Have you ever noticed that most of our favorite childhood books star animals? Maybe that’s because before we “grow up,” we feel a natural kinship with what’s wild. We wish we were friends with monkeys and lions. We speak to the trees and they listen. And we long to run free and explore the world.
We’ve rounded up some books that speak to the free spirit of kids—and help them get back in touch with their wild side in the age of screens. From board books and picture books to Young Adult (YA) novels, here 10 tales to rewild your child.
My First Book of Nature by Alain Grée
Introduce babies and toddlers to the natural world through the colorful drawings of a famous French illustrator. This board book teaches that tot about everything from trees and rocks, to fruit and fish.
Bringing the Rain to Kapiti Plain by Verna Aardema, pictures by Beatriz Vidal
“This is the cloud, all heavy with rain, that shadowed the ground on Kapiti Plain.”
A tale of drought from the Nandi people of Kenya shows kids a way of life entirely rooted in and dependent on the natural world. Originally published in 1909, this story teaches a valuable lesson: nature sustains us all, whether we realize it or not.
Squeak! Goes Climbing in Yosemite National Park by D. Scott Borden, pictures by Mallory Logan
“Wow, how do you just stand on vertical rock like that?” Squeak asks.
Young climbers get the lowdown on the sport from a mouse that hops into a haul bag and makes it all the way up El Cap. Squeak introduces kids to the climbing dictionary and shows them how to face down their fears. Bonus: part of every book sale benefits the Access Fund.
Where the Wild Things Are by Maurice Sendak
“He’s just a boy, pretending to be a wolf, pretending to be a king.”
No list of books about rewilding your kid would be complete without a nod to this classic. We all know how the story goes, but here’s a reminder: Max gets in touch with his wild side, imagining that his bedroom is a jungle filled with playful beasts.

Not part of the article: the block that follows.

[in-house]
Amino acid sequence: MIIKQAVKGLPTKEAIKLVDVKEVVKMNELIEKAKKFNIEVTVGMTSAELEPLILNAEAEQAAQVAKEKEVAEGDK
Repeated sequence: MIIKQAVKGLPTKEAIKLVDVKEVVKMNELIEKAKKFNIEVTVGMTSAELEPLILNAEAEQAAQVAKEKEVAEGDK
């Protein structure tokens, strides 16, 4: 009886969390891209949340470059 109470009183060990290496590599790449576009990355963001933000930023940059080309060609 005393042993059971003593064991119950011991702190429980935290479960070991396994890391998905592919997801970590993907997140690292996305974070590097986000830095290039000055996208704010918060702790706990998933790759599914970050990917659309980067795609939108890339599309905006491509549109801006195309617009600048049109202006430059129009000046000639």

Someday a Bird Will Poop on You: A Life Lesson by Sue Salvi, pictures by Megan Kellie
“Probably every single day, somewhere in the world, someone is getting pooped on by a bird.”
A day in nature isn’t always a walk in the park. From bug bites and unexpected downpours, to headwinds and bird BMs, this book imparts the key lesson that things don’t always go our way—and that’s okay. And for the Type II outdoor adventures in your child’s future, this lesson is invaluable.
A-B-Skis by Backcountry’s own Libby Dudek, pictures by Nathan Jarvis
“A is for attitude, the way you think in your head. You decide how your day will go when you get out of bed.”
This alphabet book by a former Olympian runs kids through the skiing experience, from chairlift rides to pizza turns down the bunny slopes. It all takes place in a colorful, animal-filled world that will make any kid excited to gear up for a day on the slopes. Libby also includes tips for parents to make your kid’s first ski day a positive one.